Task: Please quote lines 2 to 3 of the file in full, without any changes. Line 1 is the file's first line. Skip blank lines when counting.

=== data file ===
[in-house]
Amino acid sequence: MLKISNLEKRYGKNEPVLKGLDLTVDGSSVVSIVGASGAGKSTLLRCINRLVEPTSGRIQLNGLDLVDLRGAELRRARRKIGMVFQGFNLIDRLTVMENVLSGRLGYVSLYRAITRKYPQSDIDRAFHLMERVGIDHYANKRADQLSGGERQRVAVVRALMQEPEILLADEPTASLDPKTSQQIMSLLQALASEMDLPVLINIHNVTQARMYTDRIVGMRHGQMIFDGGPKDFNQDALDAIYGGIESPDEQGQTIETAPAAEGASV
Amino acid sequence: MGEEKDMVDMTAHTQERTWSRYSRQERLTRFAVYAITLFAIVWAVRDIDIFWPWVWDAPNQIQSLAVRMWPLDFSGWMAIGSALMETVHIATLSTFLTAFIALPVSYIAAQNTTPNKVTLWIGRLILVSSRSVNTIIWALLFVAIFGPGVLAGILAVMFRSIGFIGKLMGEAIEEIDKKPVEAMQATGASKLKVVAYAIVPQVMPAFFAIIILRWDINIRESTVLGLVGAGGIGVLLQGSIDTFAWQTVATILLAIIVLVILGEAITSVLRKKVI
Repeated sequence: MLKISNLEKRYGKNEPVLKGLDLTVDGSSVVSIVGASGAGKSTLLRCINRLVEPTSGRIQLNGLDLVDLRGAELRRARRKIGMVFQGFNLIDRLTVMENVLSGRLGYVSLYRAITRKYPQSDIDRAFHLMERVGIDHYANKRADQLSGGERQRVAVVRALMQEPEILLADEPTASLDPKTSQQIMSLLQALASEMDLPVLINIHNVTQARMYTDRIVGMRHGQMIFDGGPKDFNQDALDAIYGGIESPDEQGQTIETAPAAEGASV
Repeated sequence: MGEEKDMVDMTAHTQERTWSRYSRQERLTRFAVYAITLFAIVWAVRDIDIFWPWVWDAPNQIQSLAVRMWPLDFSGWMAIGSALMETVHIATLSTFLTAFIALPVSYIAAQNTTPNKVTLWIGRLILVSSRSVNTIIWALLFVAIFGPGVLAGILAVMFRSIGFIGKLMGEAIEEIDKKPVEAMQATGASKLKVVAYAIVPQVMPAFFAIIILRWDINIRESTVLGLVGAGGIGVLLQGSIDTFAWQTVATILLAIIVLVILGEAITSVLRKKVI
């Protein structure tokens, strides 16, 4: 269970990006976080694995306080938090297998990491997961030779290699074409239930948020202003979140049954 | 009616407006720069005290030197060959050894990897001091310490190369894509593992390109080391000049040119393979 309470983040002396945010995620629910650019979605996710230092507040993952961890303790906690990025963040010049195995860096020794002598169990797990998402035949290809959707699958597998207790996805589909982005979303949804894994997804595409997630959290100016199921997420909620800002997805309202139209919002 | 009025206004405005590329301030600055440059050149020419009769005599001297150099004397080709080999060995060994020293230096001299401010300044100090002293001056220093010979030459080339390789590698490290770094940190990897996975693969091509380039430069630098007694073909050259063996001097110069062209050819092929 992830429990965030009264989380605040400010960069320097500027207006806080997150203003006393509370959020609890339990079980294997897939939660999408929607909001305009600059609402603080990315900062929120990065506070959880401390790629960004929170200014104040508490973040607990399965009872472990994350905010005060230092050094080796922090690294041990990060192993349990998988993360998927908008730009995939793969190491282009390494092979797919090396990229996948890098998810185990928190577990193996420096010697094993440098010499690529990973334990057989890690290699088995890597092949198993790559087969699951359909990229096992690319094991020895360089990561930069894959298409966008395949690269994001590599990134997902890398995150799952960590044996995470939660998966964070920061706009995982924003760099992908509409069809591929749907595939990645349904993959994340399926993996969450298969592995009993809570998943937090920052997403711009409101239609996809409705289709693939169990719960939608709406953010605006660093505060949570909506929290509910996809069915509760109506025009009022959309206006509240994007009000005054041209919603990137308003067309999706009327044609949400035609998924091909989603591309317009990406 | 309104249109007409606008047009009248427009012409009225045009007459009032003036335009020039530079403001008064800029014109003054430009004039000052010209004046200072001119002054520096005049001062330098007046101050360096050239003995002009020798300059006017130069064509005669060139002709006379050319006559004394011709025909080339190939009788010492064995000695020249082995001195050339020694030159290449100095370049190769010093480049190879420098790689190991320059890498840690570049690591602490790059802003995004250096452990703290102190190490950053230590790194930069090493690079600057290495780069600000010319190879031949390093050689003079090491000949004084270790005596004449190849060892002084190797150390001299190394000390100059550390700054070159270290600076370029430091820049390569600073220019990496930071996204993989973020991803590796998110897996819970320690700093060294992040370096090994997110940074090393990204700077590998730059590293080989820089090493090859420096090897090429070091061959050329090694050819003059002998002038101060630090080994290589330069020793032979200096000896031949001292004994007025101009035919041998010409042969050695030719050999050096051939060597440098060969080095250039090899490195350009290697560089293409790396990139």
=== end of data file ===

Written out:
Amino acid sequence: MLKISNLEKRYGKNEPVLKGLDLTVDGSSVVSIVGASGAGKSTLLRCINRLVEPTSGRIQLNGLDLVDLRGAELRRARRKIGMVFQGFNLIDRLTVMENVLSGRLGYVSLYRAITRKYPQSDIDRAFHLMERVGIDHYANKRADQLSGGERQRVAVVRALMQEPEILLADEPTASLDPKTSQQIMSLLQALASEMDLPVLINIHNVTQARMYTDRIVGMRHGQMIFDGGPKDFNQDALDAIYGGIESPDEQGQTIETAPAAEGASV
Amino acid sequence: MGEEKDMVDMTAHTQERTWSRYSRQERLTRFAVYAITLFAIVWAVRDIDIFWPWVWDAPNQIQSLAVRMWPLDFSGWMAIGSALMETVHIATLSTFLTAFIALPVSYIAAQNTTPNKVTLWIGRLILVSSRSVNTIIWALLFVAIFGPGVLAGILAVMFRSIGFIGKLMGEAIEEIDKKPVEAMQATGASKLKVVAYAIVPQVMPAFFAIIILRWDINIRESTVLGLVGAGGIGVLLQGSIDTFAWQTVATILLAIIVLVILGEAITSVLRKKVI